In all, who ever is behind this is IMO hacking chips so that even if you do a full disk wipe to whatever standard and reinstall the OS, you'll never get rid of it unless you reprogram the chips, it like a complex zero day spread over hardware and software, so in isolation parts look innocent enough but when combined becomes malicious. Its very very clever whoever is behind it and theres not many entities with the resources or knowledge to pull something like this off IMO.
Plus when considering the NDA's that exist with chip/cpu/hardware manufacturers, the knowledge at this level is even more restricted.
If you want to get lucky, dont always follow industry standard practices, its sometimes the only way to spot the anomalies.
But the theory is written into real programs by humans, who make mistakes. The math is unassailable until, oops, it isn't, because someone forgot a bounds check!
This whole "move fast and break things" philosophy should be unacceptable, if you want people to trust in your new cryptocurrency/voting machine/etc, but try telling your investors that it'll take 5 years to develop the software instead of 5 weeks to "a first prototype" whose bugs and bad design decisions will haunt you forever...
2) Extraction is not the only approach to verifying software with Coq (see Verifiable C, or Bedrock). In other proof assistants, e.g., in Isabelle or HOL extraction isn't even available and so other approaches are common. For a nice example look at the bootstrapping process of CakeML (https://cakeml.org/).
3) Even if it wasn't, the point is that the trusted base with verified software is tiny compared to anything else that people are actually using. "It's not perfect" is not an excuse if it is basically perfect in practice. See the Csmith paper ("Finding and Understanding Bugs in C Compilers", https://embed.cs.utah.edu/csmith/) and what they had to say about CompCert.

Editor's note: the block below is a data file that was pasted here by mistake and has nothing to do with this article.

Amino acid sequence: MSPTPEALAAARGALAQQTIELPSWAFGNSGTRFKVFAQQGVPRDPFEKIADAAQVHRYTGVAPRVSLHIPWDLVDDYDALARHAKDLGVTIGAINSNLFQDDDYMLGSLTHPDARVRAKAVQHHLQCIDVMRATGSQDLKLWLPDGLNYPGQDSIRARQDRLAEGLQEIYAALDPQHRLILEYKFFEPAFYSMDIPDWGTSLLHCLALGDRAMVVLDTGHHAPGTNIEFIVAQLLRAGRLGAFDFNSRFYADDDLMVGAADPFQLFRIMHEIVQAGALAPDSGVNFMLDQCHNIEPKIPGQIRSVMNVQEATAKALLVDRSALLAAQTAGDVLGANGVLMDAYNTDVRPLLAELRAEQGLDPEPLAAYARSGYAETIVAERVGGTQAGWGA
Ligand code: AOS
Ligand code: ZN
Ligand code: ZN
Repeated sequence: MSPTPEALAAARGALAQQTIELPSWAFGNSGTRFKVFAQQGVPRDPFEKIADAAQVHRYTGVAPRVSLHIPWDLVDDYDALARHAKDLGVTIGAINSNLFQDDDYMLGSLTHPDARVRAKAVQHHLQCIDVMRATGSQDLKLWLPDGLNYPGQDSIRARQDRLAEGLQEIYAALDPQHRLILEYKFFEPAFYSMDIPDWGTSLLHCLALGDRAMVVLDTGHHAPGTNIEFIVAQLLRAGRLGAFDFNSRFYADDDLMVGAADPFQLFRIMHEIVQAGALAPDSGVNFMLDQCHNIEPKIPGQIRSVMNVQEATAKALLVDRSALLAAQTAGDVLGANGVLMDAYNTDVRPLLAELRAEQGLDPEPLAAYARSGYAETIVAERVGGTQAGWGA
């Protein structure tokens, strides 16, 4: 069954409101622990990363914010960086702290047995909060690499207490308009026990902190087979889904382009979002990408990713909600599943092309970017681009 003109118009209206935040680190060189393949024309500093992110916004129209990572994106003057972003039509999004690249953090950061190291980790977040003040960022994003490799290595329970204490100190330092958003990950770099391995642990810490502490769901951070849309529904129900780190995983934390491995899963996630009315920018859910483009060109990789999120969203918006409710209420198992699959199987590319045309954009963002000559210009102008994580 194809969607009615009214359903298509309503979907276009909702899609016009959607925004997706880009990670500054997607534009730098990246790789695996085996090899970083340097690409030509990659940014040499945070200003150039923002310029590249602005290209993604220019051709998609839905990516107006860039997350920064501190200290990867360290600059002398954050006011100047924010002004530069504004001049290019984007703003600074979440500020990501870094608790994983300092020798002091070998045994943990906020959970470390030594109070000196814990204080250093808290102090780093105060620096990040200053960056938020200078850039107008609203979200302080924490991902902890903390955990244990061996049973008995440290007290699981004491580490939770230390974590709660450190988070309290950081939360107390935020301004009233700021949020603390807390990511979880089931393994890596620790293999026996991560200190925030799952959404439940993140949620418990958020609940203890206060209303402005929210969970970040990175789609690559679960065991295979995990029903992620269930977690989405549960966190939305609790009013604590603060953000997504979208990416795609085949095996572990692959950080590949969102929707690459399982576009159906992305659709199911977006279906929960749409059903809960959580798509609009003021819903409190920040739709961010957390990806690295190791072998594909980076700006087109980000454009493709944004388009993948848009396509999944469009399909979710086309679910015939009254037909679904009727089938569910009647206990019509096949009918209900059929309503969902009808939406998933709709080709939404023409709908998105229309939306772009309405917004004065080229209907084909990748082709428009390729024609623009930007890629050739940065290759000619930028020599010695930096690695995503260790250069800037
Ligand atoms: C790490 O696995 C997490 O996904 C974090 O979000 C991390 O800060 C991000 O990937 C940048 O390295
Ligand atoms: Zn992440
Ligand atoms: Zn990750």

Suppose you are a medium-sized IT company (large enough to be a valuable target, but not google-large where you can employ a really good security team that knows their hardware in an out). And then think of all the hardware you buy from all different vendors and manufacturers, and make a list of those that could totally own you if there was a backdoor. What can you even do except shudder in horror?
While technically true, yet, you are comparing air travel safety with motorbike safety.
Doesn't matter on windows. The binaries are authenticode signed.
In safe languages, backdoors must be far more explicit, so we close off the likely scenario posited here.
We need to find a way to extend sandboxing to dynamic libraries in a way that is descriptive at the ops level. Something that can be applied a system management rule so that it can be distributed to end users now and not wait for the safe versions to get disseminated.
C may be awful in some respects but for quality it's going to be hard to beat 15 years of peer review with any new languages cool features.
These two terms are far from identical.
You might be masquerading your conservative approach to new languages by hiding behind "C is mature". No it's not. Right now somebody on the planet is introducing a buffer overflow without knowing it, while coding in the "mature C".
Get real already, please. It's high time.
Random example: I dislike Go's error handling but the explicit nature of it has saved me from working half-asleep 50+ times already. Another one: one meager if/else in a supervised Elixir worker saved a server from infinite repeating of a bugged task that would otherwise keep crashing forever. There are others, lots of them. I am sure people can give plenty of examples for Rust as well.